In Defence Of Jeremy Clarkson

As Clarkson's Amazon series The Grand Tour begins, Jeremy Langmead discusses the polarising figure of Jeremy Clarkson

Jeremy Clarkson is grumpy, funny, unfashionable, likes cars, stirring up trouble and once hit Piers Morgan. Quite a lot to like there. He can also be a bit of a twat. He hit his producer while filming Top Gear because there wasn't a hot dinner waiting for him back at the hotel, and is friends with our very own Uncle Dysfunctional, AA Gill (always a concern).

He is also very, very successful. Top Gear, when he was at the helm, was one of the most successful shows in the world, his columns in The Sun and The Sunday Times are the reason many buy those newspapers, and whenever he collates his middle-aged mutterings into a hardback book it tops the best-seller lists. More often than not, Clarkson manages to be rude without being all-out offensive, politically incorrect without being abusive, and, annoyingly for his detractors, often makes a lot of sense: he's good at bursting the balloons of pomposity released by the wafflers of Westminster. Despite being worth millions, and living in Chipping Norton, he still manages to echo the views of the common man with a curmudgeonly charm and skill that has always evaded the likes of Richard Littlejohn or, more recently, Katie Hopkins.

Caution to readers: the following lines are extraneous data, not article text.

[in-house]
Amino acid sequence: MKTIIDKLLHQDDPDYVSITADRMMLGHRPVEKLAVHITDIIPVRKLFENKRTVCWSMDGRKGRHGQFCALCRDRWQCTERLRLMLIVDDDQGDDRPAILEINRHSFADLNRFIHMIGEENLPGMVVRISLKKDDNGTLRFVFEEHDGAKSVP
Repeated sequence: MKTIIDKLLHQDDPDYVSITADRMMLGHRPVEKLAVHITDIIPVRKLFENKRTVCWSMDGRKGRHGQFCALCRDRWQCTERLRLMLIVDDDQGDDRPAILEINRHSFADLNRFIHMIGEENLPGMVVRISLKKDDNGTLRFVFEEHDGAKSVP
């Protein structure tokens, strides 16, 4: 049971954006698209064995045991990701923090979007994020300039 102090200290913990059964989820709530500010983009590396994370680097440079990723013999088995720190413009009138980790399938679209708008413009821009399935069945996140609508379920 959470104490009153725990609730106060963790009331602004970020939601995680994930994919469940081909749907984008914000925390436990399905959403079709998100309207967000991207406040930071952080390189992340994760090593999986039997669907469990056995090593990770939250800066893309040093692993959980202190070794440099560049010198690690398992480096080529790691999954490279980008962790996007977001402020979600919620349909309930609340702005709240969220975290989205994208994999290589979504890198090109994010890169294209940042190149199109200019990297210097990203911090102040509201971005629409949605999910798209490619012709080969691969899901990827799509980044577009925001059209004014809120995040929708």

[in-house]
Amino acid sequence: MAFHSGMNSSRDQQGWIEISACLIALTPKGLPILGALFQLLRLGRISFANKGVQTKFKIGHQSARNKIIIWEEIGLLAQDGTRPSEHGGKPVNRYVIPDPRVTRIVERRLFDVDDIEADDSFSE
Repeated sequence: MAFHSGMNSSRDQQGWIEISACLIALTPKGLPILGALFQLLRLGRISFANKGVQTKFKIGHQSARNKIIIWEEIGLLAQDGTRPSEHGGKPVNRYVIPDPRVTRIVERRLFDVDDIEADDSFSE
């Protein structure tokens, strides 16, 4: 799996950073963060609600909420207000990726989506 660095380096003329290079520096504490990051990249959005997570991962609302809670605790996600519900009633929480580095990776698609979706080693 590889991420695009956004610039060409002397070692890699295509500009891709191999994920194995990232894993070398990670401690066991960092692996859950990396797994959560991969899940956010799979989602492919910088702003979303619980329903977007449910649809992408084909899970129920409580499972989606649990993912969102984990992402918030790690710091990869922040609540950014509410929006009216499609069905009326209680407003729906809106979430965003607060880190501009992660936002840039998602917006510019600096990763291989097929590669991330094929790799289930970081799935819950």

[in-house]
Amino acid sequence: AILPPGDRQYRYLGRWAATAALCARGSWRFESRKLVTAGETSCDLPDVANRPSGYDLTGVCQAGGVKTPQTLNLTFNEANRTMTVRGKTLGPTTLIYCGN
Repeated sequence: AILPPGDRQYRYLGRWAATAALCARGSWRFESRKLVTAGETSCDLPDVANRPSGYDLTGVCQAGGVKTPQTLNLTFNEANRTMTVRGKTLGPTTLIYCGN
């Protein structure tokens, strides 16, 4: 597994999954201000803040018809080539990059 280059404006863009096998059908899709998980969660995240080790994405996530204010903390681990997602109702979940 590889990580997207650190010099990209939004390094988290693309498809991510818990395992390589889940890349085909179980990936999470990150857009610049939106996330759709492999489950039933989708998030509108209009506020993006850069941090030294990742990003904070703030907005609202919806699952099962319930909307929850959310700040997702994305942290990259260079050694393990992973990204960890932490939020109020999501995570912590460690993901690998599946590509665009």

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In fact, the 56-year-old is something of a hero: over the summer his yacht rescued four men off the coast of Mallorca who'd accidentally been blown a mile out to sea on their lilos.

Clarkson's greatest achievement, however, and the reason he is on our list of the twenty-five men who have shaped our country , is that here's a Genesis-loving petrolhead, with appalling taste in jeans, and a face that could freeze Medusa, who's convinced us all that he's just like us but funny and on the telly. The reality is far from that: he's a modern-day, multimedia mogul. And if you actually meet him, a rather charming one, too.